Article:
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Long Memory in Volatility. An Investigation on the Central and Eastern European Exchange Rates

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  • Gabriel Bobeica
  • Elena Bojesteanu

Abstract

Understanding the evolution of volatility on the financial markets is essential for the comprehension and for the analysis of risk. This paper regards the topic of persistence of volatility in the exchange rates for four Central and Eastern European countries: Czech Republic, Hungary, Poland, and Romania. Persistence in volatility shows how quickly financial markets forget large volatility shocks. The persistence of volatility is addressed as the presence of long-term memory in the second order moment of returns and in absolute returns. The main feature of a long-memory process is that its autocorrelation function decays slower than that of a short memory process, but faster than that of an integrated one. The paper also concerns the implications on risk assessment of detecting long-term memory in the volatility of the exchange rate.

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File URL: http://www.ersj.eu/repec/ers/papers/08_4_p1.pdf
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Bibliographic Info

Article provided by European Research Studies Journal in its journal European Research Studies Journal.

Volume (Year): XI (2008)
Issue (Month): 4 ()
Pages: 7-18

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Handle: RePEc:ers:journl:v:xi:y:2008:i:4:p:7-18

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Related research

Keywords: long memory; volatility; GARCH models;

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  1. Charemza, Wojciech W. & Syczewska, Ewa M., 1998. "Joint application of the Dickey-Fuller and KPSS tests," Economics Letters, Elsevier, vol. 61(1), pages 17-21, October.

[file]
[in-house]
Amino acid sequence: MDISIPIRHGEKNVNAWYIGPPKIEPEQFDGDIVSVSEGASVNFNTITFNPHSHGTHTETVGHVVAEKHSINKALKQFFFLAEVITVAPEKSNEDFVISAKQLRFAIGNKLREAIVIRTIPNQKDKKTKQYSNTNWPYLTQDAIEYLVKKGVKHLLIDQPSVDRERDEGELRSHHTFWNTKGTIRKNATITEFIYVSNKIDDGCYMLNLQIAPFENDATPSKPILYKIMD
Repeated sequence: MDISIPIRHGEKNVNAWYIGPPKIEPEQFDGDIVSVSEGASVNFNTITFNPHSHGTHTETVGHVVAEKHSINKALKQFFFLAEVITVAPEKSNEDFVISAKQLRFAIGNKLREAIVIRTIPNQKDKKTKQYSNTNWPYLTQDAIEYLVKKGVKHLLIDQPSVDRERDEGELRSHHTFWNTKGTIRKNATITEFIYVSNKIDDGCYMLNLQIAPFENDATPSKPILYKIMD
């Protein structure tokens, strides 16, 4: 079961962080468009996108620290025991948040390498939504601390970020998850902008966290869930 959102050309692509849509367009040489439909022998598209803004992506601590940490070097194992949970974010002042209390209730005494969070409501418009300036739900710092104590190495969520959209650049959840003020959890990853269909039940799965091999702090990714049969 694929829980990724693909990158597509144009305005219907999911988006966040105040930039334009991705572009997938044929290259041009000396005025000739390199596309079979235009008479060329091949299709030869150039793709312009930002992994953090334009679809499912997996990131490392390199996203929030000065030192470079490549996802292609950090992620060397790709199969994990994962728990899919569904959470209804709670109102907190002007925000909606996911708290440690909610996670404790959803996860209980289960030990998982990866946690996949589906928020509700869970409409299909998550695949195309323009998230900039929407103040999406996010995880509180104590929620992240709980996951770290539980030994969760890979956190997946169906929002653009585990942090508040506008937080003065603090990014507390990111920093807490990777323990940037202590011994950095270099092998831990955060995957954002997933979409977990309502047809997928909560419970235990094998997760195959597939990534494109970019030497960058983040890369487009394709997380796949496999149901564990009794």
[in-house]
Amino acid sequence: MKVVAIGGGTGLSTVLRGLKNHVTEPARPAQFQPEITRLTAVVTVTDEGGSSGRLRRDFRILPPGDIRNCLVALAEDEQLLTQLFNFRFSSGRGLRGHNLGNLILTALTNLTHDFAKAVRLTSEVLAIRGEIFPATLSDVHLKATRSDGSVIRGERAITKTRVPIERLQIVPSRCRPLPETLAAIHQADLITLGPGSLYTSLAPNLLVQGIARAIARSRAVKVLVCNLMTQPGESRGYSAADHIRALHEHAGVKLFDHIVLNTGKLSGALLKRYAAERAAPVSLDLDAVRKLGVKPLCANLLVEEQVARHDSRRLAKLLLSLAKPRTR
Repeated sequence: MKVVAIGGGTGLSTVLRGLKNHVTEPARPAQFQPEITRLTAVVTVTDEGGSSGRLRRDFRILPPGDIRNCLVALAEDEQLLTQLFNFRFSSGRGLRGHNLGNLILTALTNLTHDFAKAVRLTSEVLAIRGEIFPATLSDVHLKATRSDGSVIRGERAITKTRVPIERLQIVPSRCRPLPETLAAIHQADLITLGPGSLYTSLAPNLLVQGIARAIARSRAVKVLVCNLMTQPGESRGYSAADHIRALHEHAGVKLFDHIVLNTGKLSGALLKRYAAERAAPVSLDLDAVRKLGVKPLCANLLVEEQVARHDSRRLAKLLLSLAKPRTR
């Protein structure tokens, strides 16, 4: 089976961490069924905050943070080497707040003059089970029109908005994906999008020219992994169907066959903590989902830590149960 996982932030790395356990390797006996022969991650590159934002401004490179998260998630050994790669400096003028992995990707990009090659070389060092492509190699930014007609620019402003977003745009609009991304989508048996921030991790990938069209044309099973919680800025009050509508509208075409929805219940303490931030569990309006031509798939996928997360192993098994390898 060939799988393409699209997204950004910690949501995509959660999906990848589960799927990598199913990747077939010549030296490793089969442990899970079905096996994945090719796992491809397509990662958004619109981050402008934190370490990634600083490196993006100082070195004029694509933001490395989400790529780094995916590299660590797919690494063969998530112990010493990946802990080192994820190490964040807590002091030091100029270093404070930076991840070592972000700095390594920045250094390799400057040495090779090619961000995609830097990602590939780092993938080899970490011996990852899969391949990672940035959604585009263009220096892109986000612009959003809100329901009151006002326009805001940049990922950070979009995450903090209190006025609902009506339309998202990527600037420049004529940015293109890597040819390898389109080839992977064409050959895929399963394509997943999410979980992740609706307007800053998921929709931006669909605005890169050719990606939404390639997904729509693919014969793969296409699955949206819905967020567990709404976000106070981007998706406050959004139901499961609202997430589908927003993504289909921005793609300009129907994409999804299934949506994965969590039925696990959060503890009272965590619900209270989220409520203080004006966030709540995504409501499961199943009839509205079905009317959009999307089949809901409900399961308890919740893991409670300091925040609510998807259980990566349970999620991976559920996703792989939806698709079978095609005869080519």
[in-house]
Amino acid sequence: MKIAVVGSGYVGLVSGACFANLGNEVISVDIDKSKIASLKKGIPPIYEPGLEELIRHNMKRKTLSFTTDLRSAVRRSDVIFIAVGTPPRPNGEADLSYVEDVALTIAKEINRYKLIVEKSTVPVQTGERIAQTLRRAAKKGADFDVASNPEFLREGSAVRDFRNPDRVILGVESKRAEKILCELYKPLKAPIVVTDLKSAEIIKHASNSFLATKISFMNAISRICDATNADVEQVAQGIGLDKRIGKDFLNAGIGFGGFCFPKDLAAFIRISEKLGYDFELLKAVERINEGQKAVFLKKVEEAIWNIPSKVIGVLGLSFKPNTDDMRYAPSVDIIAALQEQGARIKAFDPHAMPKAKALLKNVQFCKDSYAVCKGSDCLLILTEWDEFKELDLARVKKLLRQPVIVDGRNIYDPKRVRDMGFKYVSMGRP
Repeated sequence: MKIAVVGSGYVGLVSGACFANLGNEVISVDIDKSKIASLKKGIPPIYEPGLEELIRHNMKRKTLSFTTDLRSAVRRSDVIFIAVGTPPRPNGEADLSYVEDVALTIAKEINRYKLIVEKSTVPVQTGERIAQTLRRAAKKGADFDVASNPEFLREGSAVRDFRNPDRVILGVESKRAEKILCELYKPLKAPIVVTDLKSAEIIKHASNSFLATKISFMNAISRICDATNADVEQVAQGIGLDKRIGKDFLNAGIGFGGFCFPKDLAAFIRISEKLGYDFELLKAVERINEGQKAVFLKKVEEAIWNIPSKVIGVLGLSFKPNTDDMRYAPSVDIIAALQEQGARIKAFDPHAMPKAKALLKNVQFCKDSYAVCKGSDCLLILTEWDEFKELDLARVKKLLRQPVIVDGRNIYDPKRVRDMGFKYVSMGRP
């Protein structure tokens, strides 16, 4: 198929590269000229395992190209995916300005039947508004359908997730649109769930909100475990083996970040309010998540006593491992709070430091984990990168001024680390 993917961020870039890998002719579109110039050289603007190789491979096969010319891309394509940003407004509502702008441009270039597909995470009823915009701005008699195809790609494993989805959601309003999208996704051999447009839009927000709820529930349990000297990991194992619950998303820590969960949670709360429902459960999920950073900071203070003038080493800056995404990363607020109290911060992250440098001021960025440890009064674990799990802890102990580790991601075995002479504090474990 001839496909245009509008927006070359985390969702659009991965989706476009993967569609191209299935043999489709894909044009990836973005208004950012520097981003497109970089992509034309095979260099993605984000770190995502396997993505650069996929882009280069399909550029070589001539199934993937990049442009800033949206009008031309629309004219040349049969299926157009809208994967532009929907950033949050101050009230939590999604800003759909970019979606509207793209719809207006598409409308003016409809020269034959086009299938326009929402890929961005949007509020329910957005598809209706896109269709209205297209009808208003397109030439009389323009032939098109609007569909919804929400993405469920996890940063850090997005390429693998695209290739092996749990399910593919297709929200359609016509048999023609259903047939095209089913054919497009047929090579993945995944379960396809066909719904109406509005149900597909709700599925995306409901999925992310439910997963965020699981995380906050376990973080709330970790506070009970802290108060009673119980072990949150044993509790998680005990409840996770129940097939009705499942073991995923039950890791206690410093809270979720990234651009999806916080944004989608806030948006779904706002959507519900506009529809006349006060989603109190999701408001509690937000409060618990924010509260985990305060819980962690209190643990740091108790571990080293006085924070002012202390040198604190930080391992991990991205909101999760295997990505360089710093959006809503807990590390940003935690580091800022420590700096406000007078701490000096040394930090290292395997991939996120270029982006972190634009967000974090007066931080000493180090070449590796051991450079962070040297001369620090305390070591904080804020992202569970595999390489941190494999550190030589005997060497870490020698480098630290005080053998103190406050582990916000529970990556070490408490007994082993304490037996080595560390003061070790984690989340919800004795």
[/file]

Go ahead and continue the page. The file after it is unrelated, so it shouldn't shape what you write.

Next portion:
2. Ding, Zhuanxin & Granger, Clive W. J. & Engle, Robert F., 1993. "A long memory property of stock market returns and a new model," Journal of Empirical Finance, Elsevier, vol. 1(1), pages 83-106, June.
  3. Lo, Andrew W, 1991. "Long-Term Memory in Stock Market Prices," Econometrica, Econometric Society, vol. 59(5), pages 1279-313, September.
  4. Denis Kwiatkowski & Peter C.B. Phillips & Peter Schmidt, 1991. "Testing the Null Hypothesis of Stationarity Against the Alternative of a Unit Root: How Sure Are We That Economic Time Series Have a Unit Root?," Cowles Foundation Discussion Papers 979, Cowles Foundation for Research in Economics, Yale University.
  5. Greene, Myron T. & Fielitz, Bruce D., 1977. "Long-term dependence in common stock returns," Journal of Financial Economics, Elsevier, vol. 4(3), pages 339-349, May.
  6. Blake LeBaron & Ryuichi Yamamoto, 2008. "The Impact of Imitation on Long Memory in an Order-Driven Market," Eastern Economic Journal, Palgrave Macmillan, vol. 34(4), pages 504-517.
  7. Mandelbrot, Benoit B, 1971. "When Can Price Be Arbitraged Efficiently? A Limit to the Validity of the Random Walk and Martingale Models," The Review of Economics and Statistics, MIT Press, vol. 53(3), pages 225-36, August.
  8. Sowell, Fallaw, 1992. "Maximum likelihood estimation of stationary univariate fractionally integrated time series models," Journal of Econometrics, Elsevier, vol. 53(1-3), pages 165-188.
  9. Crato, Nuno & de Lima, Pedro J. F., 1994. "Long-range dependence in the conditional variance of stock returns," Economics Letters, Elsevier, vol. 45(3), pages 281-285.
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